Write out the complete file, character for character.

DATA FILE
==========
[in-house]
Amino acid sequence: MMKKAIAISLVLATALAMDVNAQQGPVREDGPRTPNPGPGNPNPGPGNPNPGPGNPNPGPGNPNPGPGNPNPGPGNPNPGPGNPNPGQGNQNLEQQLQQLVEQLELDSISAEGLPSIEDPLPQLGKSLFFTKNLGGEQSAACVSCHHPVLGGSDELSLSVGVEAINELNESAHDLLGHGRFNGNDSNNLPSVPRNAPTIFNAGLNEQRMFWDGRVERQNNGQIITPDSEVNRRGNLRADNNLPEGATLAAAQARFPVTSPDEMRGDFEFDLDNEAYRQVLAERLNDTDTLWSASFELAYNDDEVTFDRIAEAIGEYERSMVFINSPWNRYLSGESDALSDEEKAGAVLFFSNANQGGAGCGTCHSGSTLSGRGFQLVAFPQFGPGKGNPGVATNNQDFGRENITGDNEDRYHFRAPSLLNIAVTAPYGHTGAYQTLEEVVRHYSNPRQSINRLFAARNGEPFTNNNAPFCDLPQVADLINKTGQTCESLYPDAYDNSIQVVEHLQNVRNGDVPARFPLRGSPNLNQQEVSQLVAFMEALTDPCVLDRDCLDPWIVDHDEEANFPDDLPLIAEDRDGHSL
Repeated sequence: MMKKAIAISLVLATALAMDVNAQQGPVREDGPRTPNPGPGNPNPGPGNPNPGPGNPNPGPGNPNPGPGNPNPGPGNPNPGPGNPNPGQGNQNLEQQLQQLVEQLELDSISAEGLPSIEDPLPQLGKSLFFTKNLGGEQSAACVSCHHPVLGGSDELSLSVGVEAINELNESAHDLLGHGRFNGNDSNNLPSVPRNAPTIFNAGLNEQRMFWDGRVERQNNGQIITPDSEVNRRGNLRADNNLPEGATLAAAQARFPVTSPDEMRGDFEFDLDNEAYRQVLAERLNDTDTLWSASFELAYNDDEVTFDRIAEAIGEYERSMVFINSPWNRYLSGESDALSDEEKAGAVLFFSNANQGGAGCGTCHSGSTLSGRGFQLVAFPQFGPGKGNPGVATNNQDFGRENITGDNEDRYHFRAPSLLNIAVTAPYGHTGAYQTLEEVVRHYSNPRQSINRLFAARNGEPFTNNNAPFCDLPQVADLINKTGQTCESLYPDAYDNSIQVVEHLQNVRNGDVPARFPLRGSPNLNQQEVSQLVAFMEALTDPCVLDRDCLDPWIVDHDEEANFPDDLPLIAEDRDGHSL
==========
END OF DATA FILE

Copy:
[in-house]
Amino acid sequence: MMKKAIAISLVLATALAMDVNAQQGPVREDGPRTPNPGPGNPNPGPGNPNPGPGNPNPGPGNPNPGPGNPNPGPGNPNPGPGNPNPGQGNQNLEQQLQQLVEQLELDSISAEGLPSIEDPLPQLGKSLFFTKNLGGEQSAACVSCHHPVLGGSDELSLSVGVEAINELNESAHDLLGHGRFNGNDSNNLPSVPRNAPTIFNAGLNEQRMFWDGRVERQNNGQIITPDSEVNRRGNLRADNNLPEGATLAAAQARFPVTSPDEMRGDFEFDLDNEAYRQVLAERLNDTDTLWSASFELAYNDDEVTFDRIAEAIGEYERSMVFINSPWNRYLSGESDALSDEEKAGAVLFFSNANQGGAGCGTCHSGSTLSGRGFQLVAFPQFGPGKGNPGVATNNQDFGRENITGDNEDRYHFRAPSLLNIAVTAPYGHTGAYQTLEEVVRHYSNPRQSINRLFAARNGEPFTNNNAPFCDLPQVADLINKTGQTCESLYPDAYDNSIQVVEHLQNVRNGDVPARFPLRGSPNLNQQEVSQLVAFMEALTDPCVLDRDCLDPWIVDHDEEANFPDDLPLIAEDRDGHSL
Repeated sequence: MMKKAIAISLVLATALAMDVNAQQGPVREDGPRTPNPGPGNPNPGPGNPNPGPGNPNPGPGNPNPGPGNPNPGPGNPNPGPGNPNPGQGNQNLEQQLQQLVEQLELDSISAEGLPSIEDPLPQLGKSLFFTKNLGGEQSAACVSCHHPVLGGSDELSLSVGVEAINELNESAHDLLGHGRFNGNDSNNLPSVPRNAPTIFNAGLNEQRMFWDGRVERQNNGQIITPDSEVNRRGNLRADNNLPEGATLAAAQARFPVTSPDEMRGDFEFDLDNEAYRQVLAERLNDTDTLWSASFELAYNDDEVTFDRIAEAIGEYERSMVFINSPWNRYLSGESDALSDEEKAGAVLFFSNANQGGAGCGTCHSGSTLSGRGFQLVAFPQFGPGKGNPGVATNNQDFGRENITGDNEDRYHFRAPSLLNIAVTAPYGHTGAYQTLEEVVRHYSNPRQSINRLFAARNGEPFTNNNAPFCDLPQVADLINKTGQTCESLYPDAYDNSIQVVEHLQNVRNGDVPARFPLRGSPNLNQQEVSQLVAFMEALTDPCVLDRDCLDPWIVDHDEEANFPDDLPLIAEDRDGHSL